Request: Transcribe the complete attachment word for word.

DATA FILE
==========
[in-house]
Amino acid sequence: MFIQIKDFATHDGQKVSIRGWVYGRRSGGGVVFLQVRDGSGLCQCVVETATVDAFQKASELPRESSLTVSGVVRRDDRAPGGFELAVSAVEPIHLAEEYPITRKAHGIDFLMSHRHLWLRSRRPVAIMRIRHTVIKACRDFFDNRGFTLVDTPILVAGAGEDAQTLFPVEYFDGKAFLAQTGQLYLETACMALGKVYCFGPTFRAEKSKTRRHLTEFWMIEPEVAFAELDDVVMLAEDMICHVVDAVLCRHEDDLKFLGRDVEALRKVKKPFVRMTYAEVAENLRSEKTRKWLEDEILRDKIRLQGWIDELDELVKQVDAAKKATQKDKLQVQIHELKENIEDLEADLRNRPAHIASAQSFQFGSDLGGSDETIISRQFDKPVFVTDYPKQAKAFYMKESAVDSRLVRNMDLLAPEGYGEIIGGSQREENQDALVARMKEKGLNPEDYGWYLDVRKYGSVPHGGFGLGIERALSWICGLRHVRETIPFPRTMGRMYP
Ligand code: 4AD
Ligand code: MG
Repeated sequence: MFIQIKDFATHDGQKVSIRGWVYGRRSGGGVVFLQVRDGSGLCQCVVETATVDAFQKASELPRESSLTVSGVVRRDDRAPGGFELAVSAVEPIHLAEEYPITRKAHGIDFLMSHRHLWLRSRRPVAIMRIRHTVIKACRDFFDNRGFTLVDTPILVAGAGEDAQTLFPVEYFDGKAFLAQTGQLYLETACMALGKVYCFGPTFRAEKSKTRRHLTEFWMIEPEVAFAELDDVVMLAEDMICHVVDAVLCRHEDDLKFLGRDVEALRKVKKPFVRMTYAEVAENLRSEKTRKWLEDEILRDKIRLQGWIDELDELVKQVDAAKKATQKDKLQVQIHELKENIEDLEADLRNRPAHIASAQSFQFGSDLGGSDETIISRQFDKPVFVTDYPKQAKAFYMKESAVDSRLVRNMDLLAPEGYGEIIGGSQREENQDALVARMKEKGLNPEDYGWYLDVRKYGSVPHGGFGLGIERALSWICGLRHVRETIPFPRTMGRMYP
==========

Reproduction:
[in-house]
Amino acid sequence: MFIQIKDFATHDGQKVSIRGWVYGRRSGGGVVFLQVRDGSGLCQCVVETATVDAFQKASELPRESSLTVSGVVRRDDRAPGGFELAVSAVEPIHLAEEYPITRKAHGIDFLMSHRHLWLRSRRPVAIMRIRHTVIKACRDFFDNRGFTLVDTPILVAGAGEDAQTLFPVEYFDGKAFLAQTGQLYLETACMALGKVYCFGPTFRAEKSKTRRHLTEFWMIEPEVAFAELDDVVMLAEDMICHVVDAVLCRHEDDLKFLGRDVEALRKVKKPFVRMTYAEVAENLRSEKTRKWLEDEILRDKIRLQGWIDELDELVKQVDAAKKATQKDKLQVQIHELKENIEDLEADLRNRPAHIASAQSFQFGSDLGGSDETIISRQFDKPVFVTDYPKQAKAFYMKESAVDSRLVRNMDLLAPEGYGEIIGGSQREENQDALVARMKEKGLNPEDYGWYLDVRKYGSVPHGGFGLGIERALSWICGLRHVRETIPFPRTMGRMYP
Ligand code: 4AD
Ligand code: MG
Repeated sequence: MFIQIKDFATHDGQKVSIRGWVYGRRSGGGVVFLQVRDGSGLCQCVVETATVDAFQKASELPRESSLTVSGVVRRDDRAPGGFELAVSAVEPIHLAEEYPITRKAHGIDFLMSHRHLWLRSRRPVAIMRIRHTVIKACRDFFDNRGFTLVDTPILVAGAGEDAQTLFPVEYFDGKAFLAQTGQLYLETACMALGKVYCFGPTFRAEKSKTRRHLTEFWMIEPEVAFAELDDVVMLAEDMICHVVDAVLCRHEDDLKFLGRDVEALRKVKKPFVRMTYAEVAENLRSEKTRKWLEDEILRDKIRLQGWIDELDELVKQVDAAKKATQKDKLQVQIHELKENIEDLEADLRNRPAHIASAQSFQFGSDLGGSDETIISRQFDKPVFVTDYPKQAKAFYMKESAVDSRLVRNMDLLAPEGYGEIIGGSQREENQDALVARMKEKGLNPEDYGWYLDVRKYGSVPHGGFGLGIERALSWICGLRHVRETIPFPRTMGRMYP